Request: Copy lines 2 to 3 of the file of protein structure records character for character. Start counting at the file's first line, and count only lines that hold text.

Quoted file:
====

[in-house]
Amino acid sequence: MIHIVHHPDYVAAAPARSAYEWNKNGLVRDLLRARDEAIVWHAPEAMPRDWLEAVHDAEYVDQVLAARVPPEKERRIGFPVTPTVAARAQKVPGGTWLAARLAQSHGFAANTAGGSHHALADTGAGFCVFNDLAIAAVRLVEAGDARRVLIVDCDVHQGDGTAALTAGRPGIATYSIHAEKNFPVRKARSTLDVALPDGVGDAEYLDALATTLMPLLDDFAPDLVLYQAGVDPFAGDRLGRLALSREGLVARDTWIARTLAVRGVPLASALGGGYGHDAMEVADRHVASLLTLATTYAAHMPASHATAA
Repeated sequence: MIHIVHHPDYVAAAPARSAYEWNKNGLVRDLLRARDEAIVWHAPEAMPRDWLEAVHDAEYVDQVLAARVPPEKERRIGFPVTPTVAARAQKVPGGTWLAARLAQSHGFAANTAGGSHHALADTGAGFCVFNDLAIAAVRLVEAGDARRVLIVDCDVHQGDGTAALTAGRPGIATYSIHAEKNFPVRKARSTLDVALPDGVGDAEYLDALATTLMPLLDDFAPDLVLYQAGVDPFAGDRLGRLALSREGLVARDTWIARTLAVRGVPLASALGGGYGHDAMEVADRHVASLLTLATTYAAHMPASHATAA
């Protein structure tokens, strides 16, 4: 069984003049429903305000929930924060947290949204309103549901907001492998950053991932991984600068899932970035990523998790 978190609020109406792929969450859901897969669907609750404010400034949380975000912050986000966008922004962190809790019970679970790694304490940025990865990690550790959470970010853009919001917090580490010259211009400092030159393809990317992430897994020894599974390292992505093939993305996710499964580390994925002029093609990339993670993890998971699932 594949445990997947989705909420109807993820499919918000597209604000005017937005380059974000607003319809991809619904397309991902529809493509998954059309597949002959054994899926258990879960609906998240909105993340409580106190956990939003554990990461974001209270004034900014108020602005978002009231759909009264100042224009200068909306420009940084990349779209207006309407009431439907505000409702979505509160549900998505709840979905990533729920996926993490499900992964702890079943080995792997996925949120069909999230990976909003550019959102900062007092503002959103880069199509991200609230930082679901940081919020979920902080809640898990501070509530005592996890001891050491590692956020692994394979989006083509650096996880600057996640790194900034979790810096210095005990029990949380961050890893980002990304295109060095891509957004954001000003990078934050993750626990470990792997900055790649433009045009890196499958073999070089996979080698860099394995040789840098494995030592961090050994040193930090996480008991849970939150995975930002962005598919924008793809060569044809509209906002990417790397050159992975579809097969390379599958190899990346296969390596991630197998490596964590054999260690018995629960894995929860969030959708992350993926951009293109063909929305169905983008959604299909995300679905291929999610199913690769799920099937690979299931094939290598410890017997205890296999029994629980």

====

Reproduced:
Amino acid sequence: MIHIVHHPDYVAAAPARSAYEWNKNGLVRDLLRARDEAIVWHAPEAMPRDWLEAVHDAEYVDQVLAARVPPEKERRIGFPVTPTVAARAQKVPGGTWLAARLAQSHGFAANTAGGSHHALADTGAGFCVFNDLAIAAVRLVEAGDARRVLIVDCDVHQGDGTAALTAGRPGIATYSIHAEKNFPVRKARSTLDVALPDGVGDAEYLDALATTLMPLLDDFAPDLVLYQAGVDPFAGDRLGRLALSREGLVARDTWIARTLAVRGVPLASALGGGYGHDAMEVADRHVASLLTLATTYAAHMPASHATAA
Repeated sequence: MIHIVHHPDYVAAAPARSAYEWNKNGLVRDLLRARDEAIVWHAPEAMPRDWLEAVHDAEYVDQVLAARVPPEKERRIGFPVTPTVAARAQKVPGGTWLAARLAQSHGFAANTAGGSHHALADTGAGFCVFNDLAIAAVRLVEAGDARRVLIVDCDVHQGDGTAALTAGRPGIATYSIHAEKNFPVRKARSTLDVALPDGVGDAEYLDALATTLMPLLDDFAPDLVLYQAGVDPFAGDRLGRLALSREGLVARDTWIARTLAVRGVPLASALGGGYGHDAMEVADRHVASLLTLATTYAAHMPASHATAA